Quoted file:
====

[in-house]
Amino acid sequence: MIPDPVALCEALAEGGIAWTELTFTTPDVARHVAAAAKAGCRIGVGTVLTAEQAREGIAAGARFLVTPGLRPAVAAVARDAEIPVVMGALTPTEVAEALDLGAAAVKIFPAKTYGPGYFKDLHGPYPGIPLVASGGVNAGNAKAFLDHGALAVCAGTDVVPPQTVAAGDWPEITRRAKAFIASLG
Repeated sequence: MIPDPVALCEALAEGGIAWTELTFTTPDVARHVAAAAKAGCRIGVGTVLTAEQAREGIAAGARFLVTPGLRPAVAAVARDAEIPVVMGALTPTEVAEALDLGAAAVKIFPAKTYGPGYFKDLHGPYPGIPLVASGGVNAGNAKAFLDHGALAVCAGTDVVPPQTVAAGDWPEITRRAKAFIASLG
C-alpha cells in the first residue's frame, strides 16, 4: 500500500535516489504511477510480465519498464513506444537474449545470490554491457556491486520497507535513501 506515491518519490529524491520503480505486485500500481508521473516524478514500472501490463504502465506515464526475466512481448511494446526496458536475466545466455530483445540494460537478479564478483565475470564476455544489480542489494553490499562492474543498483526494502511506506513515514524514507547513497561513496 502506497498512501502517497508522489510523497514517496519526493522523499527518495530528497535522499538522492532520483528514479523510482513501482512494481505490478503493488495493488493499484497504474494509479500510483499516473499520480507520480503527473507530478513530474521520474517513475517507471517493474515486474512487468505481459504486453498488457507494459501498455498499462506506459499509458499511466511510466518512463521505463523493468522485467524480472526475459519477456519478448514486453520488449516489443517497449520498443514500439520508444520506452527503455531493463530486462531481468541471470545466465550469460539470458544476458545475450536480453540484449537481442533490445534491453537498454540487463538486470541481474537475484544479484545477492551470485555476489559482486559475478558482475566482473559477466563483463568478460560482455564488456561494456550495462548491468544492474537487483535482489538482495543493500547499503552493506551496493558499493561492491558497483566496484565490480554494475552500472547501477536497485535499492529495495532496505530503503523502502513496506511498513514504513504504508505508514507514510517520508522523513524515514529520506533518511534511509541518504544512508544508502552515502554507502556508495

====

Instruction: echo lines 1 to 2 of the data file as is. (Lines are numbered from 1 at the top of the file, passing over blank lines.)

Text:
[in-house]
Amino acid sequence: MIPDPVALCEALAEGGIAWTELTFTTPDVARHVAAAAKAGCRIGVGTVLTAEQAREGIAAGARFLVTPGLRPAVAAVARDAEIPVVMGALTPTEVAEALDLGAAAVKIFPAKTYGPGYFKDLHGPYPGIPLVASGGVNAGNAKAFLDHGALAVCAGTDVVPPQTVAAGDWPEITRRAKAFIASLG